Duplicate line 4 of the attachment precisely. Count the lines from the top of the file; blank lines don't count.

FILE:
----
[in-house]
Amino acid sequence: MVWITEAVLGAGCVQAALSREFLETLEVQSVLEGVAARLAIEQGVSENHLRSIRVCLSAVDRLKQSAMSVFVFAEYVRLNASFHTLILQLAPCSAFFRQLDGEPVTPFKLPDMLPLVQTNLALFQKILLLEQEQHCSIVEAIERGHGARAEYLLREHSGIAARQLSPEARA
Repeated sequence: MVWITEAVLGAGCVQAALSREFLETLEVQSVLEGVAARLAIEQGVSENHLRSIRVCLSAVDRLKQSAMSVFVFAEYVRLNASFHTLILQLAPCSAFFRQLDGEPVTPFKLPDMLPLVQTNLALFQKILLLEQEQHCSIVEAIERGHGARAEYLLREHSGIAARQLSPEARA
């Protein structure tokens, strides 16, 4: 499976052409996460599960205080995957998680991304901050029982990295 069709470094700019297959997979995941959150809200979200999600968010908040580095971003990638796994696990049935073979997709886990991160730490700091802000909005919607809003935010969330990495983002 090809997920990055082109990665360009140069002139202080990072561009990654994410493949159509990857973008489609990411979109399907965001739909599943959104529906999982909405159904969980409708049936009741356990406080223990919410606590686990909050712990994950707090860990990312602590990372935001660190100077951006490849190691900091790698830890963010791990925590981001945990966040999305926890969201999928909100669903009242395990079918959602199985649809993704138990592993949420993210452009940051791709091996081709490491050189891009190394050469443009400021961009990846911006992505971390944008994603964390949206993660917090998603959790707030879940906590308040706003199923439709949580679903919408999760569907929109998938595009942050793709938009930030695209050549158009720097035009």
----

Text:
């Protein structure tokens, strides 16, 4: 499976052409996460599960205080995957998680991304901050029982990295 069709470094700019297959997979995941959150809200979200999600968010908040580095971003990638796994696990049935073979997709886990991160730490700091802000909005919607809003935010969330990495983002 090809997920990055082109990665360009140069002139202080990072561009990654994410493949159509990857973008489609990411979109399907965001739909599943959104529906999982909405159904969980409708049936009741356990406080223990919410606590686990909050712990994950707090860990990312602590990372935001660190100077951006490849190691900091790698830890963010791990925590981001945990966040999305926890969201999928909100669903009242395990079918959602199985649809993704138990592993949420993210452009940051791709091996081709490491050189891009190394050469443009400021961009990846911006992505971390944008994603964390949206993660917090998603959790707030879940906590308040706003199923439709949580679903919408999760569907929109998938595009942050793709938009930030695209050549158009720097035009």